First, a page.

Sunday in the Park
I had grabbed the clear plastic box of basil at the market but I didn’t look closely at it. It was bright green and that seemed good enough. When it came across the scanner, the sweet clerk looked up and said, "Would you like me to go get you another box?" I had no idea why, so I asked. And he pointed out the spot of red that was moving inside the box. It had little black spots on the wings. It was a ladybug. I was disproportionately elated.
"Goodness no!" I exclaimed. Think of what it took for that little bug to survive the journey to Park City. I would take it home and I would figure out a way to celebrate the bug. When I reached home with the car full of groceries, I was reminded by the familiar car in my driveway that I had agreed to watch my grandson, Tyler, for a few hours while his mother was at work. He and I unloaded the goods and I was folding grocery bags when I saw the basil still sitting on the counter. I brought Tyler over and showed him the red dot moving in the sea of green. He squealed with delight like any 7-year-old boy might. He opened the box and coaxed Ms Bug onto the counter and we had a thoughtful conversation about where she might have lived — a greenhouse, a field — and did she escape in that box or had she been kidnapped. (Maybe by pirates. That would have been cool.)
According the basil package, it started out in Colorado. I’m gonna guess she was a greenhouse gal. I don’t think of our neighbor state as having great temperate places in the winter to grow such a fragile herb.
I took a plastic baggie and put some water in it and holes and some of that basil and we put Ms Bug to bed. When his mother came I explained it all and I said I knew what the odds were but still My kind daughter looked at us both and, good sport, mother and daughter that she is, she took the bug with her. I know it survived the drive and made it to Salt Lake City intact. Because she told me so. It has been days now and, though I have seen her since, I keep forgetting to ask about Ms Bug. My daughter hasn’t felt the need for an update. So either the bug is fine in a boy’s room or they let "Ladybug, Ladybug, fly away home." Those are the only two answers I would want to hear.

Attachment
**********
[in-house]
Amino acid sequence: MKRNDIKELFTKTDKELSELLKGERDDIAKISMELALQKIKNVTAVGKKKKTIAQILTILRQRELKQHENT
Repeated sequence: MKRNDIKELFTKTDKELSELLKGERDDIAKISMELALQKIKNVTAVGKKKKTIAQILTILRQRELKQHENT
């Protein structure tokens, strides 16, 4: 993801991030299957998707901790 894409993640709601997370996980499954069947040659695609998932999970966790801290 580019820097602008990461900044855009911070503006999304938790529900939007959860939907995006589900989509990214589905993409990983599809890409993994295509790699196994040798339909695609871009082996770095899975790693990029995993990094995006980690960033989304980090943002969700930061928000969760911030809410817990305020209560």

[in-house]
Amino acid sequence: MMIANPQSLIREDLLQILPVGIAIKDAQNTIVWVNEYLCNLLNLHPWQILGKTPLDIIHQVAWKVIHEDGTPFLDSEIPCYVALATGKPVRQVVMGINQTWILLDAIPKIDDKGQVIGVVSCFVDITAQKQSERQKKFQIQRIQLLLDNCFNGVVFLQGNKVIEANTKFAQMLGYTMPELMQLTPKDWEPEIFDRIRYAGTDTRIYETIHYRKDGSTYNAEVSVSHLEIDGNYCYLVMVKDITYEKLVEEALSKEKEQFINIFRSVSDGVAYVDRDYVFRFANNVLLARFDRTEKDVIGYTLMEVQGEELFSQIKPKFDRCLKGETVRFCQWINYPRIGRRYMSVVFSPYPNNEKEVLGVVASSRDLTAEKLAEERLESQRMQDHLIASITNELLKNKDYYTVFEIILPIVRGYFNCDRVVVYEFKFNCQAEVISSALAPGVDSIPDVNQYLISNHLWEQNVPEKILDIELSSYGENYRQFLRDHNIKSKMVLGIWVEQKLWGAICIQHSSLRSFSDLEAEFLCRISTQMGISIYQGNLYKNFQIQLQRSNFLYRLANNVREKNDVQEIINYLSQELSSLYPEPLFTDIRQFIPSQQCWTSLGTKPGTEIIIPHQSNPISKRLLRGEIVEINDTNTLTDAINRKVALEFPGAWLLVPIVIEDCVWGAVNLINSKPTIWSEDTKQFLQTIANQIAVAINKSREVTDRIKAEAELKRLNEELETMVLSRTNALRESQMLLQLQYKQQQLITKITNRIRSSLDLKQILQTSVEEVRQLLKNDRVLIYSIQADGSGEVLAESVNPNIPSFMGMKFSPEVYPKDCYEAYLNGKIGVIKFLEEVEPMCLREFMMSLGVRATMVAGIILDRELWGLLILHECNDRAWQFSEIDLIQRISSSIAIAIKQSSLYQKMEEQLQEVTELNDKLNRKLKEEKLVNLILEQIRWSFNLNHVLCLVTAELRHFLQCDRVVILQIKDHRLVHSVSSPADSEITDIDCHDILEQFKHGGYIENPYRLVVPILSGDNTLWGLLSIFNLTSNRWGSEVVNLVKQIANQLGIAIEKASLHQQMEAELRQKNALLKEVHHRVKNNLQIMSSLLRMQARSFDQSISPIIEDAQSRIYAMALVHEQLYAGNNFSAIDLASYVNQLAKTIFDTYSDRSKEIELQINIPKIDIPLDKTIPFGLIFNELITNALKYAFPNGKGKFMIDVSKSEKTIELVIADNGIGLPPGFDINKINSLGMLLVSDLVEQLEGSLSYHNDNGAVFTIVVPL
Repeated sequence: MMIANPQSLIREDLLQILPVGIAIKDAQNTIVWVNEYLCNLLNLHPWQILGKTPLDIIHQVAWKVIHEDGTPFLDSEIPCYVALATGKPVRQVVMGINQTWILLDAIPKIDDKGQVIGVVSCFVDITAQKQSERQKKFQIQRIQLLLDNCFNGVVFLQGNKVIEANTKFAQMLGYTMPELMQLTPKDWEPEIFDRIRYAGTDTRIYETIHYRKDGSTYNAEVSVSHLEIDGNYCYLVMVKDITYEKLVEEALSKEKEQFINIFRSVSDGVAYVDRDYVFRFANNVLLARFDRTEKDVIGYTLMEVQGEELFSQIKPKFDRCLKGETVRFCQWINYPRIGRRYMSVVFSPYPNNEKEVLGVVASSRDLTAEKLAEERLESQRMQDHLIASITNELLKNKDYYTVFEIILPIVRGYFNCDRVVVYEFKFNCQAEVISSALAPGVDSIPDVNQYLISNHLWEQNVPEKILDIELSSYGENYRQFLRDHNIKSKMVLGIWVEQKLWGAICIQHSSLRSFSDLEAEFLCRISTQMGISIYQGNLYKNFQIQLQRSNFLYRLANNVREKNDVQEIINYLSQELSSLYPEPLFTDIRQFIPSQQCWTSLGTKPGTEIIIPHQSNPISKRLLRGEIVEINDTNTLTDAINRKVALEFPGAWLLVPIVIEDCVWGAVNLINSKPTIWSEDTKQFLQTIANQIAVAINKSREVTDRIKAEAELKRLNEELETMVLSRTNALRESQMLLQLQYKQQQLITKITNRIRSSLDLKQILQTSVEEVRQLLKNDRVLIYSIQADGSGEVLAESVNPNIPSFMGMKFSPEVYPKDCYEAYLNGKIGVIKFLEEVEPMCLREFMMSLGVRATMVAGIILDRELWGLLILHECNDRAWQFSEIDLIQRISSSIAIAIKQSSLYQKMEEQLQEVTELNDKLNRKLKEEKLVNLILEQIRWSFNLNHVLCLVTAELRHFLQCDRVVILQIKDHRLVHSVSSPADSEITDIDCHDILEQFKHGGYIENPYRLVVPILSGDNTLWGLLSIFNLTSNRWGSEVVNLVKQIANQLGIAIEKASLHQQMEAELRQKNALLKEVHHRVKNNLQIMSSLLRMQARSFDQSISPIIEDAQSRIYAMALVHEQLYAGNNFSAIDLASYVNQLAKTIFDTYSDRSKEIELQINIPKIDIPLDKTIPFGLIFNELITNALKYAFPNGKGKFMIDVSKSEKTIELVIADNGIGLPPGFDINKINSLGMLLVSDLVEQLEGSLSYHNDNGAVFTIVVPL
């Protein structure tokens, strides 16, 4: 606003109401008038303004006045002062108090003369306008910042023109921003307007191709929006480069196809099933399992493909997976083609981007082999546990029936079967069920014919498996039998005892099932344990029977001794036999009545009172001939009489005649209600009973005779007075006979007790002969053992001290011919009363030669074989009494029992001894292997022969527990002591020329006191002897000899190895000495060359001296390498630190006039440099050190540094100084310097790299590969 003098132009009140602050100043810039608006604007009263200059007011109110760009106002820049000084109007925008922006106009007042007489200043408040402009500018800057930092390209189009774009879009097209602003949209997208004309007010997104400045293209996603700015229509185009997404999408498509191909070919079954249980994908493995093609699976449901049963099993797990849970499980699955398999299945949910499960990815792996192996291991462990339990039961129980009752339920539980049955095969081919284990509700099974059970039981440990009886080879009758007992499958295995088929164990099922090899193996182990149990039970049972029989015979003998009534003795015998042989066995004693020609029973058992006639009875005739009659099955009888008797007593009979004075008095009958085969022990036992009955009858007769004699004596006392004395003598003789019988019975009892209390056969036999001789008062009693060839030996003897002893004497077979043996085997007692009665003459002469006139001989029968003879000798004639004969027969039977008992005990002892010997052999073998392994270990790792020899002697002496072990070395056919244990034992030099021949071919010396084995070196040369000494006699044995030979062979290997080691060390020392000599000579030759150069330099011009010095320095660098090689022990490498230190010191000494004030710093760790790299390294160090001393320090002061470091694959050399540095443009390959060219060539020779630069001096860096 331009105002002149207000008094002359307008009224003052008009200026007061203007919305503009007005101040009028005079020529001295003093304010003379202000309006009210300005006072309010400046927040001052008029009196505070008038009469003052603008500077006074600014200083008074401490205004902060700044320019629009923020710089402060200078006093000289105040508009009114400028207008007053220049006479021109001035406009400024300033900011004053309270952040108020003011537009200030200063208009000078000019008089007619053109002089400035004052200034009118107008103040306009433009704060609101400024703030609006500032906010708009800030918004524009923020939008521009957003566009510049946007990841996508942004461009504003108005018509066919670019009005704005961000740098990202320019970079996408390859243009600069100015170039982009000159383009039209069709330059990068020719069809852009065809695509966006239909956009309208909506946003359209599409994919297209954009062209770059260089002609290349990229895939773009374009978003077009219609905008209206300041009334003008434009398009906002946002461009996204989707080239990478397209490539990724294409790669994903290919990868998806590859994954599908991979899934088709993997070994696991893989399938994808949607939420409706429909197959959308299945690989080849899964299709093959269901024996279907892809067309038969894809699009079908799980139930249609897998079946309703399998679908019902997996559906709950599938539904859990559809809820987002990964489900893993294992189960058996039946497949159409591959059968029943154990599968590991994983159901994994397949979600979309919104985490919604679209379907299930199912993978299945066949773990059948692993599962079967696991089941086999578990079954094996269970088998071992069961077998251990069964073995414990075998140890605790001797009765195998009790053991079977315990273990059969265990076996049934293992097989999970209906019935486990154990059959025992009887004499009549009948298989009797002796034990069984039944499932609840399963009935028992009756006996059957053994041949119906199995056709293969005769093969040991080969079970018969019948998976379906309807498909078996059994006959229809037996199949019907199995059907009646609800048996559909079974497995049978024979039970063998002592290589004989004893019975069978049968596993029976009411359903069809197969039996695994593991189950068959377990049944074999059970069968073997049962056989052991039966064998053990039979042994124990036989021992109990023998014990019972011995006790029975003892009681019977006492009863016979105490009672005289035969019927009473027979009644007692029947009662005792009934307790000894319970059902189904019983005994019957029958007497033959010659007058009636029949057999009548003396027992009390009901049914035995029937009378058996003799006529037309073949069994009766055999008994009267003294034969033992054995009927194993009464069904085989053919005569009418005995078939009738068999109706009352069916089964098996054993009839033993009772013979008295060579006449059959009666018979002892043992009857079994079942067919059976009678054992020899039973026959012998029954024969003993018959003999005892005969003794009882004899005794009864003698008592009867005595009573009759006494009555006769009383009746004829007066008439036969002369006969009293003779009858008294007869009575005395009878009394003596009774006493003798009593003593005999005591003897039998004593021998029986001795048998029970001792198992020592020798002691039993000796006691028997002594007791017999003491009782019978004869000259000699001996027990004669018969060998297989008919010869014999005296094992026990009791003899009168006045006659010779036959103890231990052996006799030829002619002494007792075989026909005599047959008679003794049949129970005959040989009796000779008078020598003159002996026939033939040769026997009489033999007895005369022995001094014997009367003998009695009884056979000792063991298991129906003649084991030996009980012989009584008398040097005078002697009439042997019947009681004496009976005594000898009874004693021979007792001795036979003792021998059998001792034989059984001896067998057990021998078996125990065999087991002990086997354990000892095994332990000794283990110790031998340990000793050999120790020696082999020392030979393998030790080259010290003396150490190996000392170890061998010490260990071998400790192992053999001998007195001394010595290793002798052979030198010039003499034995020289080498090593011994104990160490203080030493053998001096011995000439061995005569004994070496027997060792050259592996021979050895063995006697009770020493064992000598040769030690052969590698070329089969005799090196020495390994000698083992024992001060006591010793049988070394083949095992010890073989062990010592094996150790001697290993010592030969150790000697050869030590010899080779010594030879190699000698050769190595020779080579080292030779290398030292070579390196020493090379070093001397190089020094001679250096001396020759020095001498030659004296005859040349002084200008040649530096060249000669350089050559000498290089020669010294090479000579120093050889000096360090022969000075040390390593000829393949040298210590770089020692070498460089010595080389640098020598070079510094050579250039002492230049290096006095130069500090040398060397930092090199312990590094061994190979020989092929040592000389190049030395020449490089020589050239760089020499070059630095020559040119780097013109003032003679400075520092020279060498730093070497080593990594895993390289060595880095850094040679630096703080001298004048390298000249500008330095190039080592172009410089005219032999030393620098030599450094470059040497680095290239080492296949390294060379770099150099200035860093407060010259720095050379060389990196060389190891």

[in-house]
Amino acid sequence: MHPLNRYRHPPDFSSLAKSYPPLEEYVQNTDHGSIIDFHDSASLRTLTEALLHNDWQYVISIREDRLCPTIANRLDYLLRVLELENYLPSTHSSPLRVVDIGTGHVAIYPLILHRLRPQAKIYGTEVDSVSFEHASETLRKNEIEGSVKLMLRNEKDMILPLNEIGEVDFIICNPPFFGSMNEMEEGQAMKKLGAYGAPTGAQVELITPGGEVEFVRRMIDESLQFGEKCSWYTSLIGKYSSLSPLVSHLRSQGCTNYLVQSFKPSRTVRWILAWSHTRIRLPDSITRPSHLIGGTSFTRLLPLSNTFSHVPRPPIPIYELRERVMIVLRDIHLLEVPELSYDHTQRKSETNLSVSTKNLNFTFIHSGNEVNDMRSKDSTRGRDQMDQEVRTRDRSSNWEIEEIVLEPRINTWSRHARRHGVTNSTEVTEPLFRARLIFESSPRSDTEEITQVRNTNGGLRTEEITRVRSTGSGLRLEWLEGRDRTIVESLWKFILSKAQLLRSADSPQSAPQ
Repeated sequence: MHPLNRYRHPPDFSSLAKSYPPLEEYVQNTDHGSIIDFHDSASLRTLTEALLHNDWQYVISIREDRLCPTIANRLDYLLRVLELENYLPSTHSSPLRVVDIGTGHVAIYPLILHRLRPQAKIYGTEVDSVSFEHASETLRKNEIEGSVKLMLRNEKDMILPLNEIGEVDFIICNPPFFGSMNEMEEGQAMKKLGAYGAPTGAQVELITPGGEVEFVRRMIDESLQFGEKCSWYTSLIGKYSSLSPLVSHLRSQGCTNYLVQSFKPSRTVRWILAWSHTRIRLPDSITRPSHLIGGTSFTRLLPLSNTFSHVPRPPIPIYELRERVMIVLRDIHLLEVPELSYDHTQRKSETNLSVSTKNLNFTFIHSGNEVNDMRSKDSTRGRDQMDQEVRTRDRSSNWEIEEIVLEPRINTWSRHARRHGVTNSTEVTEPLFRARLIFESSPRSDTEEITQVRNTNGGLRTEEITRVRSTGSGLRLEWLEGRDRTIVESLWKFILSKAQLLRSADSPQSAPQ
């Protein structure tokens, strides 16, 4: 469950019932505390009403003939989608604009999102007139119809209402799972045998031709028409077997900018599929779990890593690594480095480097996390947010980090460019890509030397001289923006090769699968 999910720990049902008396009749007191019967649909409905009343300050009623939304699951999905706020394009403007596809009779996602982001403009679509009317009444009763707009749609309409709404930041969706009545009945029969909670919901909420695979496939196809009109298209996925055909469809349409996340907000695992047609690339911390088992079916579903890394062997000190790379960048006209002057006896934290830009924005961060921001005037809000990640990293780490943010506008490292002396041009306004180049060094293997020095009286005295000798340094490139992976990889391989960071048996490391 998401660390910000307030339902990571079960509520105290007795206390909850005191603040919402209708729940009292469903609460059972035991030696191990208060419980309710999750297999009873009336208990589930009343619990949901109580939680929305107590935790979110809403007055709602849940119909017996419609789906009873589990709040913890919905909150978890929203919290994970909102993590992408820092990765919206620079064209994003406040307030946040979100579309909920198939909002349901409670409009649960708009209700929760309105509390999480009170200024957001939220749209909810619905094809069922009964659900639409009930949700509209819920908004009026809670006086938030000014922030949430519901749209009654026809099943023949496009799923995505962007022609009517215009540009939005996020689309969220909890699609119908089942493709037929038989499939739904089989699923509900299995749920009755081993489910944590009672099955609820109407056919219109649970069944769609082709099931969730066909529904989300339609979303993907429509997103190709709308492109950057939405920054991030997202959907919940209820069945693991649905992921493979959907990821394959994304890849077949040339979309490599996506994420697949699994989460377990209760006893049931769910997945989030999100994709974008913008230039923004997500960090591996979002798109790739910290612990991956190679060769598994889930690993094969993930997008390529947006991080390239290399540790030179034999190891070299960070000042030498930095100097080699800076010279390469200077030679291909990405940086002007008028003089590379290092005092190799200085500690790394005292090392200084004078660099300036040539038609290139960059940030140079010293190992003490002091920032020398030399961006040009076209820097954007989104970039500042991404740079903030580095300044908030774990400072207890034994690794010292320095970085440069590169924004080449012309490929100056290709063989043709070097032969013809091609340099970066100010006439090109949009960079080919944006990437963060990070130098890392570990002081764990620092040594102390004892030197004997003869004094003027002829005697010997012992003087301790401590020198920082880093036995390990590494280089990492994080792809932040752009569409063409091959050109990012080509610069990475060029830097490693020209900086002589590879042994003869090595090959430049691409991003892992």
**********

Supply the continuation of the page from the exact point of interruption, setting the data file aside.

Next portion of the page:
A few weeks ago I was in Palm Springs at a conference. The desert air was warm during the day and we wore sandals and sat on the grass outside for lunch and walked around our hotel campus without so much as sweaters in the evenings. It was intoxicating. Before you know it, spring and summer will come to Park City and we’ll be doing all those things here. But we are close now to April, the cruelest month in a mountain town. The hints of spring, the bluebird days, the crocus flowers, the green shoots of tulip leaves are all so far away from the real deal of sitting on porches and watching sunsets and listening to children learn to ride bikes and find bugs in the yard.
The mud and debris from this winter of some discontent is a sludge that no fresh snow covers for long. Broken things and discarded food wrappers and yard art that the heavy snows have bent beyond recognition. The yard that has been covered in nothing-I-can-do-about-it-white for months suddenly has receding lines revealing brown grass and cut back/down bushes, also brown that for now just look forlorn. I know the grass will green up and those brown sticks will become lush green bushes with flowers in gay profusion. But for now, the once beauty of simply white and brown feels monotonous and cheerless and endless. Just endless.
I am grateful Ms. Bug showed up at this time of year as a messenger that surprising living creatures can sometimes come unbidden. That all the Legos and dumb animated television shows don’t hold a light stick to a real live bug on a snowy day, stuck indoors. That when it came time for Tyler to leave, I got a big squeeze for finding him the ladybug. And while I took a bit of credit with the child, for you gentle reader, I need to confess the truth. The ladybug found me. A little bit of cheer in a gloomy time to celebrate this Sunday in the Park …
Teri Orr is the director of the Park City Performing Arts Foundation that provides programming for the George S. and Dolores Doré Eccles Center for the Performing Arts. She is also a former editor of The Park Record.
“Even the dogs were celebrating the reemergence of the sun.”